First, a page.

The film society, which oversees production of the Fort Smith International Film Festival, is helping provide connections with key stakeholders for the film’s development.

Greenwood Mayor Doug Kinslow, a River Valley Film Society board member, said having a major movie production in the west central Arkansas and east central Oklahoma region “strengthens the entire River Valley.”

“There’s a reason why it’s called the film industry,” Kinslow said. “This is a jobs creator. They will need local carpenters and caterers, electricians along with artists. We need to work towards growing all aspects of our economy and the Bass Reeves movie will do exactly that.”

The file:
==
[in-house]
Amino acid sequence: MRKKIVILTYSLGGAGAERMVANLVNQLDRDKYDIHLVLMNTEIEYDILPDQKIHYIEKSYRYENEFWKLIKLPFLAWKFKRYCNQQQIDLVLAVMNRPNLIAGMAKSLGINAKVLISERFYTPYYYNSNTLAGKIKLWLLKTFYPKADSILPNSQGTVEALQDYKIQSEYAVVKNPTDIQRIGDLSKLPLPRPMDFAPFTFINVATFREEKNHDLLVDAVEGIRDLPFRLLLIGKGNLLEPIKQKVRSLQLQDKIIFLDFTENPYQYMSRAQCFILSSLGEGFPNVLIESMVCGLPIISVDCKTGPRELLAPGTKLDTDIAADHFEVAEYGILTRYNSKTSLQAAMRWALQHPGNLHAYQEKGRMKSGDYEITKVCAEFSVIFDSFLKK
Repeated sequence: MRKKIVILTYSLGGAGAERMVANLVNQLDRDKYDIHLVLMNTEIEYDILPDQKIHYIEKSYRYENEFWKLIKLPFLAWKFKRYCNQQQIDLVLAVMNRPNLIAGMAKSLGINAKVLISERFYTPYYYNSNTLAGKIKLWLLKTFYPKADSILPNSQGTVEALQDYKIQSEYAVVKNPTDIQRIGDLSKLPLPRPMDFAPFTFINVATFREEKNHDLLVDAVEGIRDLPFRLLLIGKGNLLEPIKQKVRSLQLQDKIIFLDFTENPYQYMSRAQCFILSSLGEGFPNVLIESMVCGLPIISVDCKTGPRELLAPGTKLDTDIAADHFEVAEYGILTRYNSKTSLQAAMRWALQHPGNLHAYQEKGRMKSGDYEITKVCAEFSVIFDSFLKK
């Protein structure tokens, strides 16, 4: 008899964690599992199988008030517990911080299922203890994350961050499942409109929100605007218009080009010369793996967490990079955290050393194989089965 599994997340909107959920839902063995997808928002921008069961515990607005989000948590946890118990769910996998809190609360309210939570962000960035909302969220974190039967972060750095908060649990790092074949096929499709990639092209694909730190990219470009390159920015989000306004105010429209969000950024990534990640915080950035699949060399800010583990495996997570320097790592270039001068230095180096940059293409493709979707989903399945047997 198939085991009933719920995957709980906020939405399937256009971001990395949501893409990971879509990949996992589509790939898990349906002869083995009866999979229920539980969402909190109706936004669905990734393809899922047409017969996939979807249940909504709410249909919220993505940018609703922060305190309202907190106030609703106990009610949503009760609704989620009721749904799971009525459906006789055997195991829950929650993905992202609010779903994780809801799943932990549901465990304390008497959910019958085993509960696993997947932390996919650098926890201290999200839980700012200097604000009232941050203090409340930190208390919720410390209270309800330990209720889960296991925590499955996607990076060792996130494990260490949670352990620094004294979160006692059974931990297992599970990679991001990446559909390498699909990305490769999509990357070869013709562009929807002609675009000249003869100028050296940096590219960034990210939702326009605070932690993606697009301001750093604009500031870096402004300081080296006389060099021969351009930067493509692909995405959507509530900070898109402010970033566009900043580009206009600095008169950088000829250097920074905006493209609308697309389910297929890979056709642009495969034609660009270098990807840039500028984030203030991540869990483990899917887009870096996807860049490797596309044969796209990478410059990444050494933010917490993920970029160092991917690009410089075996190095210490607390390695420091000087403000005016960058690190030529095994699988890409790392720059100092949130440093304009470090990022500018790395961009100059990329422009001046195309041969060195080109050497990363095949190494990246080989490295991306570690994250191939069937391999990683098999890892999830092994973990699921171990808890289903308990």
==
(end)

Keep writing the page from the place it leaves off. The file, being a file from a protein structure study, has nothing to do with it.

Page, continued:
Smith, the CFO, explained that an LLC has been formed for the film in Arkansas with intentions to seek state and local incentives to ensure the film can be produced in the River Valley region.

“Entertainment is an incredible economic engine, and is one of the only manufacturing processes to also lift tourism,” Smith said. “If there are two things Arkansas understands well, it is manufacturing and tourism. We hope to supply enough data from the production of this film to help lead the charge for Arkansas to consider becoming even more competitive in the landscape of entertainment.”

For support on film production serving as an economic generator, Smith points to the Motion Picture Association 2020 Report, which states “the average feature film invests $250,000 per day into a local economy and employs between 150 – 250 people; earning wages that are 53% higher than the national average.”

How the project came about